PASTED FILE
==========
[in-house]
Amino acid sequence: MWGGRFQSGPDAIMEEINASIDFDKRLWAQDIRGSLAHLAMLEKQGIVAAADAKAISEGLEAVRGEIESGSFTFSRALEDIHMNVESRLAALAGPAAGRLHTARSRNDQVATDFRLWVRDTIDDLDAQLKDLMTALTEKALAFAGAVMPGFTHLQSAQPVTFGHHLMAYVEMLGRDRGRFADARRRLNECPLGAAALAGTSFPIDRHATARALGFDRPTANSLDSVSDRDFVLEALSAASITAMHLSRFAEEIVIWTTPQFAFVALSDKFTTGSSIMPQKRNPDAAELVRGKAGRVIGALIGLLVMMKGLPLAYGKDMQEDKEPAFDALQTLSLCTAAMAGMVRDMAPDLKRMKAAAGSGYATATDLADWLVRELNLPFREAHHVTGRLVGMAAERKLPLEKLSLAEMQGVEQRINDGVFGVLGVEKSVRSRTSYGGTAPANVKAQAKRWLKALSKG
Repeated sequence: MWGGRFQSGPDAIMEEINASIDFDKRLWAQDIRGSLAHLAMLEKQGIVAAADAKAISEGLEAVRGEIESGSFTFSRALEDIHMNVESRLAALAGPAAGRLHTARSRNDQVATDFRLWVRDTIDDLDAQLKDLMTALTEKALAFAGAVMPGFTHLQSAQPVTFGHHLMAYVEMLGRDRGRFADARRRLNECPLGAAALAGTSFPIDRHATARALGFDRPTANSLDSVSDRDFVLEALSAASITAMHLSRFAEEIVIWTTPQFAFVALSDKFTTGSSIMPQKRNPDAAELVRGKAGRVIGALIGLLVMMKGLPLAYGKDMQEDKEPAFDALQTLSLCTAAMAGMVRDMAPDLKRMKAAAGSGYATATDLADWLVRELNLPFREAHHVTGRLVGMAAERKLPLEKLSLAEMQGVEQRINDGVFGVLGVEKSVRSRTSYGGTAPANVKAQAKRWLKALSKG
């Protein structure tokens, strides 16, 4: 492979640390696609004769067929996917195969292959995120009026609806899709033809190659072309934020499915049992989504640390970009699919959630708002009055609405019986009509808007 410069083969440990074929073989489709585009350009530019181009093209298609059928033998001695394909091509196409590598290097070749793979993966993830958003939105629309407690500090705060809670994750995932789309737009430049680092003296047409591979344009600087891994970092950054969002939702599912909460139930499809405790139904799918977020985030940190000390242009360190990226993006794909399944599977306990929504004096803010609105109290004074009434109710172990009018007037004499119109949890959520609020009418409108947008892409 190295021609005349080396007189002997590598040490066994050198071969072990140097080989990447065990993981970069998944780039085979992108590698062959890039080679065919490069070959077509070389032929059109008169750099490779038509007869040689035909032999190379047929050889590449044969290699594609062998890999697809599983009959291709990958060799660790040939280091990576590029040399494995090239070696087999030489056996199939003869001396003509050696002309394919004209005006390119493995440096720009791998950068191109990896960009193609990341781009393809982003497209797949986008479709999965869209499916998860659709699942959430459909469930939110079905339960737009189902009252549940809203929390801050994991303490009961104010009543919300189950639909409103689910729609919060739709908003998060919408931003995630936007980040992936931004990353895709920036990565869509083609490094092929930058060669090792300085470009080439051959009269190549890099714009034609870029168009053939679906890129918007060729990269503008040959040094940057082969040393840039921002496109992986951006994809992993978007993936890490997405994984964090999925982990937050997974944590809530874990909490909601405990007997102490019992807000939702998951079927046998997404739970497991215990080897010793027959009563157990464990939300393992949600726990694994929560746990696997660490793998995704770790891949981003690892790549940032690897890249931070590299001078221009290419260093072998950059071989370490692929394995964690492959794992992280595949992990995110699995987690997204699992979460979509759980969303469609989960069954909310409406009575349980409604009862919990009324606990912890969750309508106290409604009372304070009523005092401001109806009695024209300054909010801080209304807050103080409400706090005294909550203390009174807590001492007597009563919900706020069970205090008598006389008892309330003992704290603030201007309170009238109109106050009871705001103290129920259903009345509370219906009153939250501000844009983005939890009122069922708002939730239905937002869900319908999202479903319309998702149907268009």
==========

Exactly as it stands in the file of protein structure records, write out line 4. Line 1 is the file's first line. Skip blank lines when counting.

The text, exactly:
């Protein structure tokens, strides 16, 4: 492979640390696609004769067929996917195969292959995120009026609806899709033809190659072309934020499915049992989504640390970009699919959630708002009055609405019986009509808007 410069083969440990074929073989489709585009350009530019181009093209298609059928033998001695394909091509196409590598290097070749793979993966993830958003939105629309407690500090705060809670994750995932789309737009430049680092003296047409591979344009600087891994970092950054969002939702599912909460139930499809405790139904799918977020985030940190000390242009360190990226993006794909399944599977306990929504004096803010609105109290004074009434109710172990009018007037004499119109949890959520609020009418409108947008892409 190295021609005349080396007189002997590598040490066994050198071969072990140097080989990447065990993981970069998944780039085979992108590698062959890039080679065919490069070959077509070389032929059109008169750099490779038509007869040689035909032999190379047929050889590449044969290699594609062998890999697809599983009959291709990958060799660790040939280091990576590029040399494995090239070696087999030489056996199939003869001396003509050696002309394919004209005006390119493995440096720009791998950068191109990896960009193609990341781009393809982003497209797949986008479709999965869209499916998860659709699942959430459909469930939110079905339960737009189902009252549940809203929390801050994991303490009961104010009543919300189950639909409103689910729609919060739709908003998060919408931003995630936007980040992936931004990353895709920036990565869509083609490094092929930058060669090792300085470009080439051959009269190549890099714009034609870029168009053939679906890129918007060729990269503008040959040094940057082969040393840039921002496109992986951006994809992993978007993936890490997405994984964090999925982990937050997974944590809530874990909490909601405990007997102490019992807000939702998951079927046998997404739970497991215990080897010793027959009563157990464990939300393992949600726990694994929560746990696997660490793998995704770790891949981003690892790549940032690897890249931070590299001078221009290419260093072998950059071989370490692929394995964690492959794992992280595949992990995110699995987690997204699992979460979509759980969303469609989960069954909310409406009575349980409604009862919990009324606990912890969750309508106290409604009372304070009523005092401001109806009695024209300054909010801080209304807050103080409400706090005294909550203390009174807590001492007597009563919900706020069970205090008598006389008892309330003992704290603030201007309170009238109109106050009871705001103290129920259903009345509370219906009153939250501000844009983005939890009122069922708002939730239905937002869900319908999202479903319309998702149907268009």